Every year at around this time, the radio stations start to play Christmas music. This also gives me an excuse to listen to “Do They Know It’s Christmas Time?” one of my favorite songs – it’s one of my favorite songs, not just a favorite Christmas song. Last year as an 8th grader, for a National History Day project, I had written about the Irish singer Bob Geldof, and the work he did in the 1980s for famine relief in Africa. Writing about Geldof, discovering the 80s music, the involvement of the music industry in charity, the famine in Africa, the BBC reporting of the famine, Band Aid, Live Aid, and their legacy – I learnt more from this project than I ever expected to. As I was hearing the song, I decided to write about it some more as I really enjoyed that project.
The BBC Documentary: A Watershed Moment for News Reporting
The Ethiopian famine came to international attention when BBC correspondent Michael Buerk started reporting on the extent of this disaster. On October 23, 1984, during the evening news BBC aired his report. According to The Guardian, Michael Buerk’s broadcast of a “biblical famine,” was filmed in a remote part of northern Ethiopia. The images shot by Kenyan cameraman Mohammed Amin, together with Buerk’s powerful words, produced one of the most famous television reports of the late 20th century. Though there were news reports prior to this, the haunting images from the documentary triggered an avalanche of support from all who viewed it.
The New York Times said of this report, “The plight of starving Africans had been recounted previously in newspapers and on television but it was not until a film report by a British journalist appeared on NBC late last month that governments and individuals were galvanized to help” (NY Times, Nov 22, 1984).
The report shook the world from its stupor. Suzanne Frank of The Guardian wrote, “Long before satellite, social media and YouTube, the BBC news item from Ethiopia went viral – transmitted by 425 television stations worldwide. It was even broadcast on a major US news channel, without revoicing Buerk’s original English commentary – something that was almost unheard of. Bob Geldof viewed the news that day.”
“We watched the 6 o’clock news.., the scenes were absolutely riveting and this from the get go did not look like television, it looked like Spartacus, something vast and it was gray, these grey waves moving in this grey moonscape. And the camera was pitiless, it was like a cyclops, just there it would not let you off the hook” (Bob Geldof)
It was this incredible report by Michael Buerk, and its serendipitous watching on the BBC evening news by an Irish rock band Boomtown Rats group member that led to Band Aid and Live Aid. Its legacy is massive, not only for the aid it generated at that time but for the line it drew connecting rock music and charity that lasts to this day.
Only an immigrant, especially one that has left home in a rush can understand the value of baggage. The exhibition Baggage Claims at the Orlando Museum of Art explores the role of baggage in our lives – baggage is the only thing all our immigrant parents brought with them when they came to this country.
South African artist Dan Halter’s large world map made of cheap woven plastic bags – which serve as baggage to many poor people throughout the world -shows more people are displaced today than at any time in world history; all they have is the baggage they left their homes with. Refugees from Syria are travelling through continents with their baggage, and with the emotional baggage of leaving their homes under such sad circumstances.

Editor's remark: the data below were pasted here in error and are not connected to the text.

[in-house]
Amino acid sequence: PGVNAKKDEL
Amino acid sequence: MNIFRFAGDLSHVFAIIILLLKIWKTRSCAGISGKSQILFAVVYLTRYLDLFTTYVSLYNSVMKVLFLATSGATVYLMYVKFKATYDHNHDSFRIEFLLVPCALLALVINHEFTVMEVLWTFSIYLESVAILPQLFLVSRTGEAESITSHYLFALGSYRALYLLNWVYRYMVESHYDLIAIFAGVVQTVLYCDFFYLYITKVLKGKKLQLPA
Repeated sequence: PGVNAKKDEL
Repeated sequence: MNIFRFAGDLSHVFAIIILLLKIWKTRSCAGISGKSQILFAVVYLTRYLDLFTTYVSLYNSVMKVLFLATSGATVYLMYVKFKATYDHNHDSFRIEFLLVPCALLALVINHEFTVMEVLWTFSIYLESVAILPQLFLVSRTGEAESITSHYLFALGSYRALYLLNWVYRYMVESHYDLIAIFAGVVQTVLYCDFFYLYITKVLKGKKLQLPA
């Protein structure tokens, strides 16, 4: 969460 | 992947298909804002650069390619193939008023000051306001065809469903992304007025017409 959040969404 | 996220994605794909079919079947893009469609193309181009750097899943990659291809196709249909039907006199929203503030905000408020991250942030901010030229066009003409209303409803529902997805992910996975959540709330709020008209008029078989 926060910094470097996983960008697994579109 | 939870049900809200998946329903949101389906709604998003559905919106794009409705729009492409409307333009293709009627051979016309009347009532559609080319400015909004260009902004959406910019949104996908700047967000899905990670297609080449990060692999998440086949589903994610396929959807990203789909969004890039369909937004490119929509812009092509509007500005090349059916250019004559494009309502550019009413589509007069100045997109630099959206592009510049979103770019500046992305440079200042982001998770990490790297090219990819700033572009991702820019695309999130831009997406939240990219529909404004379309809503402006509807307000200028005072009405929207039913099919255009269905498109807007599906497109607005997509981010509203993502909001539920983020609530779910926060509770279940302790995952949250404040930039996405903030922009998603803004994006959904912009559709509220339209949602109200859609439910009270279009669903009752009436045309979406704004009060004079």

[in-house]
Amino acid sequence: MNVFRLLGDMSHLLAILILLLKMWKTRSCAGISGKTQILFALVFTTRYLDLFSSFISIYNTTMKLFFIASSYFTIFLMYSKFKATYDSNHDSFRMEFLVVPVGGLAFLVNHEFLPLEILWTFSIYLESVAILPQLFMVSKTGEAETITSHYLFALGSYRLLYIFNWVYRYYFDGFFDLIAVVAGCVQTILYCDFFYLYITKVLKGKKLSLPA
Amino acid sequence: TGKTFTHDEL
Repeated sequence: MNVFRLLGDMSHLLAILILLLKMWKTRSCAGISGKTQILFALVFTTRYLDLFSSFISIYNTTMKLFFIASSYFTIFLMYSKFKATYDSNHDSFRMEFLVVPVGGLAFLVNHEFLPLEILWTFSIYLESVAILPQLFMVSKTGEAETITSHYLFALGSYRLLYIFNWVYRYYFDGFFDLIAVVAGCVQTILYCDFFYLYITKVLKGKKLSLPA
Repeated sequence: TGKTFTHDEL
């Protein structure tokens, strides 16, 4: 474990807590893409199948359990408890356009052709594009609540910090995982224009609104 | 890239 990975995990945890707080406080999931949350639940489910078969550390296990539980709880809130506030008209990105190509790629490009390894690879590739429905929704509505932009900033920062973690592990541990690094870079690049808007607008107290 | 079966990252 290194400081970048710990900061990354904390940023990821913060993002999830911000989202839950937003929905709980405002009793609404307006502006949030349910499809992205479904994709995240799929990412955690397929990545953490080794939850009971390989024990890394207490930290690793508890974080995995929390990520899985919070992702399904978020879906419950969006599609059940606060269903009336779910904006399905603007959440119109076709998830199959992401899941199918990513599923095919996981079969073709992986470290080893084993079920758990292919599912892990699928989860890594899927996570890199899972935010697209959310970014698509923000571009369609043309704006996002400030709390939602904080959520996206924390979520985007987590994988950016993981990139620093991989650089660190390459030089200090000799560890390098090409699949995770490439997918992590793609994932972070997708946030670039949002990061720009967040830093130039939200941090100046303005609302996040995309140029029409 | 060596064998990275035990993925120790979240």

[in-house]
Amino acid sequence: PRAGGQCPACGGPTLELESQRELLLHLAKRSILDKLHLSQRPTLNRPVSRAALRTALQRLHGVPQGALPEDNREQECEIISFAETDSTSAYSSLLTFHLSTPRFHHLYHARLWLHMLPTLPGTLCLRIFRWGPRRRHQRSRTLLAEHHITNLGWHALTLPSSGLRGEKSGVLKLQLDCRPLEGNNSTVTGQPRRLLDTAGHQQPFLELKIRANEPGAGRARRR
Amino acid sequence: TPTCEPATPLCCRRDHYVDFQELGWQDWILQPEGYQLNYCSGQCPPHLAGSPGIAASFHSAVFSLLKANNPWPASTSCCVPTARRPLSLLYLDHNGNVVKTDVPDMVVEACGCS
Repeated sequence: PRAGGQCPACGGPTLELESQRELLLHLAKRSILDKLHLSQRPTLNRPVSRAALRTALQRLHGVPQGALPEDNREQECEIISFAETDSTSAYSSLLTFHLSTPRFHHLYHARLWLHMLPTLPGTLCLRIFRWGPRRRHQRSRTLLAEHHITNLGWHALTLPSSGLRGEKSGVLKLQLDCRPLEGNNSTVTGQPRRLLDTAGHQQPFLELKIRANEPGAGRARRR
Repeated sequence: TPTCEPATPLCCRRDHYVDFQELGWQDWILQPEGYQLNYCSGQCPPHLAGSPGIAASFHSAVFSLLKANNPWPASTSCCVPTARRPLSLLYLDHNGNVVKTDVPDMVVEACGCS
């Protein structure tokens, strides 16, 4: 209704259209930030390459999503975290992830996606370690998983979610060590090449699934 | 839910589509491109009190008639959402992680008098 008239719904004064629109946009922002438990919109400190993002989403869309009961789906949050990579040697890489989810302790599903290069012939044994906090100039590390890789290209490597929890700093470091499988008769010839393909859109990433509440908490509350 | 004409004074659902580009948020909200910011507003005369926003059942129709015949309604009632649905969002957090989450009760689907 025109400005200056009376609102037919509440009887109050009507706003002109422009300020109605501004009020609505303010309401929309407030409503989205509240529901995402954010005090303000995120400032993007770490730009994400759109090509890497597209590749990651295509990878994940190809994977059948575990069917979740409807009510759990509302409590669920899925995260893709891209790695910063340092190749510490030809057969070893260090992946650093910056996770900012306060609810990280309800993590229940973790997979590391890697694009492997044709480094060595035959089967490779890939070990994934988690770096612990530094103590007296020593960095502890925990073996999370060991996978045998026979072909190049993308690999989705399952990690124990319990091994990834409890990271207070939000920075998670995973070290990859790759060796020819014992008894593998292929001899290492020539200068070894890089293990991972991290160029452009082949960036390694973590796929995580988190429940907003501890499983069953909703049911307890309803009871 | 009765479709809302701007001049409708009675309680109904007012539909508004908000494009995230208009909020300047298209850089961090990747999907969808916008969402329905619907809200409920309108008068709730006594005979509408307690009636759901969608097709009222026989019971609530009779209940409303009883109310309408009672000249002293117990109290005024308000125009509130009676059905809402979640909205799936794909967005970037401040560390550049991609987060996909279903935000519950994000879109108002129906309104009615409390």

Here a pile of suitcases wait patiently on the floor waiting to be picked up by the owners. Almost all pieces of art in this exhibition were on the floor – as though they had just been left there briefly by the traveler, while taking a break from carrying them.
Cuban artist Yoan Capote’s Nostalgia is a brick filled suitcase – perhaps reminding us of the dangerous voyages the people of Cuba have taken across the seas at the risk of drowning to the bottom of the sea with their heavy baggage. Indian artist Subodh Gupta showcases a common piece a luggage used by the weary traveler – a rolled up mattress that can be unrolled for sleeping on, when the traveler gets tired.
Portable City Chinese artist, Yin Xiuzhen, shows a suitcase which carries an entire beloved city. Pieces like this make one realize how difficult it is for immigrants and refugees to leave their hometowns, not knowing if they will ever see them again. The bright and cheerful color of the suitcase shows how much the artist loves her city.
This is an analyis my sister wrote of a piece she saw in a photography exhibition in Winter Park, Florida. Richard Moss is a documentary phographer who gained fame after he documented the war in the Democratic Republic of Congo. He is known for using infrared color film.
“The most striking thing about this piece is its color. Instead of the black and white image or forest greens that one expects, there is a vibrant and bold pink over the image. The color is unnatural and artificial – not something one would ever see in this setting. It takes over the entire piece – and gives it a surreal feeling. I was impressed by the juxtaposition in this artwork – the vibrancy and brightness of the colors are in sharp contrast with the darkness of the subject matter.
The artist has also portrayed layers and depth in this piece – one figure is placed closer to the viewer than the second figure instantly creating a sense of depth. The sense of layers and depth are heightened by the trees and other foliage in the background. The overall piece has a sense of depth. The artist further added to the sense of space by making the viewer try to look into the distance where the two figures seem to be looking. They are looking in different directions, and the viewer feels a sense of great space and distance by trying to see where the two figures are looking.
The piece has been anchored by the seated figure, who is not completely centered but is off a little to the left. The standing figure on the right balances the figure on the left. The horizontal lines in the piece (on which one figure sits and the other one rests) also provides balance to the vertical positions of the two men.”
According to the Lake Mary Historical Museum, Lake Mary was settled in the 1800s by a tightrope walker and chemist known as Frank Evans. Initially it was two tiny settlements called Bent’s State and Belle Fontaine that depended on the citrus industry. When the South Florida Railroad came to the region in 1880 and had a stop at Lake Mary, it grew from a village into a town. In 1887, Lake Mary got its first Post Office. The city is named after Mary Sundell, who was the wife of the Presbyterain minister Reverend J. F. Sundell who organized his congregation here in 1894.
I have lived in the beautiful town, that I call home, since I was five years old.